Bond swap

Bond swap

The sale of one bond issue and purchase of another bond issue simultaneously. See: Swap; swap order.

Bond Swap

A situation in which one sells a bond while buying another bond at the exact same time. One may conduct a bond swap for any number of reasons, such as to receive a better coupon, to increase or decrease risk, or to attain a tax advantage from the sold bond and maintain a diversified portfolio with the bought bond. See also: Swap.

bond swap

The selling of one bond issue and concurrently buying another issue in order to take advantage of differences in interest rates, maturity, risk, marketability, and other factors. In some instances, especially with municipals, bond swaps are undertaken in order to realize losses for tax purposes. See also intermarket spread swap, rate anticipation swap, reverse swap, substitution bond swap, tax swap.
How can I obtain a tax benefit from a bond swap?

Bond swaps are done for many reasons (such as to improve income, improve quality, change maturity schedule, or enhance diversification). Thus, if the bond swap is worthwhile, it will be done for various economic reasons rather than simply for tax benefits. (Of course, there is nothing wrong with obtaining a tax benefit at the same time.) A tax benefit is often realized when an investor sells bonds that were acquired during a period when interest rates were lower than they were at the time of the swap. Because interest rates rose, bond prices fell, and the seller is able to generate a tax-deductible capital loss. The tax savings may be viewed as an ancillary benefit derived from the bond swap. A word of caution is in order, though: if you are considering a bond swap that will generate a tax-deductible capital loss, do not swap into a security classified by the Internal Revenue Service as basically identical to the one you sold until the appropriate time period has passed. Otherwise, the loss will be disallowed for tax purposes.

Stephanie G. Bigwood, CFP, ChFC, CSA, Assistant Vice President, Lombard Securities, Incorporated, Baltimore, MD

Bond swap.

In a bond swap, you buy one bond and sell another at the same time.

For example, you might sell one bond at a loss at year's end to get a tax write-off while buying another to keep the same portion of your portfolio allocated to bonds.

You may also sell a bond with a lower rating to buy one with a higher rating, or sell a bond that's close to maturity so you can buy a bond that won't mature for several years.

References in periodicals archive ?
Analysts were cautiously optimistic, but acknowledged the bond swap was unlikely to draw a line under Greece's troubles.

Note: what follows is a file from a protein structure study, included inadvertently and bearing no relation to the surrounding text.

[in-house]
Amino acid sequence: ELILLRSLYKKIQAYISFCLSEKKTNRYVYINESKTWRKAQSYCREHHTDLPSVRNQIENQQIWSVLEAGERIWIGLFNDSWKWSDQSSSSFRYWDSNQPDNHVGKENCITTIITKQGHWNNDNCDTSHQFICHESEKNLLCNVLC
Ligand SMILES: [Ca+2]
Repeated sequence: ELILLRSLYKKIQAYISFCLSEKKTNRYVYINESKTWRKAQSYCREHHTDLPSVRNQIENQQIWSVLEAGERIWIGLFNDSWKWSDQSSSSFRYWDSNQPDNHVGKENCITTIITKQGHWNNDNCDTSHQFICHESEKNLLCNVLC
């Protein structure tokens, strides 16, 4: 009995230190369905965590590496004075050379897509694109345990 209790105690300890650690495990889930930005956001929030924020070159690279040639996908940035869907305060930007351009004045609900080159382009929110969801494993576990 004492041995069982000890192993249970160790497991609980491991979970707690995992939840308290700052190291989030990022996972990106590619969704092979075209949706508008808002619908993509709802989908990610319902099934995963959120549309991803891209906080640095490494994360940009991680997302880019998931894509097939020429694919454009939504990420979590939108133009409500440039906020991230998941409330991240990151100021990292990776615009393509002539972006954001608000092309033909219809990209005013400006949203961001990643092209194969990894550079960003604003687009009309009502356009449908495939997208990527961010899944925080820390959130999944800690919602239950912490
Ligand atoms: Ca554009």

Bank of Cyprus's board of directors decided unanimously in a meeting today that the bank will take part in the voluntary Greek bond swap," the island's largest lender said.
07 billion eligible for the Greek bond swap plan at the end of June.
Major banks and pension funds threw their weight behind Greece's bond swap offer to private creditors on Wednesday, making it increasingly likely that the deal will go through and clear the way for a bailout package to avert a chaotic default.
Summary: LONDON - Gold prices fell more than 1 percent in Europe on Tuesday, pushing through support at $1,690 an ounce, as jitters over whether private creditors will agree to a Greek bond swap deal and wider euro zone growth pressured the euro versus the dollar.
Last week, officials from the Institute of International Finance, which represents the private creditors, held three days of intensive talks with Greek Prime Minister Lucas Papademos and Finance Minister Evangelos Venizelos on the bond swap, which is officially called-Private Sector Involvement, or PSI.
After weeks of hard bargaining, the chief negotiator for the Institute of International Finance, or IIF, the group representing private lenders, said that banks had offered the maximum they were willing to lose in a bond swap deal.
It said the net effect would be a e1/420 million hit to its equity, after allowing for a gain on completion of the bond swap and previous moves to account for the expected writedown.
Standard & Poor's on Monday cut Greece's long-term ratings to 'selective default', the second ratings agency to proceed with a widely expected downgrade after the country announced a bond swap plan to lighten its debt burden.
HEAT ON GREECE Athens turned up the heat on its creditors on Tuesday as it sought to secure a bond swap that will cut its mountainous debt, while the main bondholders group warned a disorderly default would cause over a trillion euros of damage to the euro zone.
Summary: LONDON -- Global growth concerns and uncertainty over the level of participation by private creditors in Greece's planned bond swap sent stocks and the euro lower on Tuesday.
Investors in a Swiss-law governed Greek government bond have teamed up to challenge the terms of Athens' proposed bond swap, highlighting the wave of litigation it could yet face, particularly over the minority of its debt not issued under Greek law.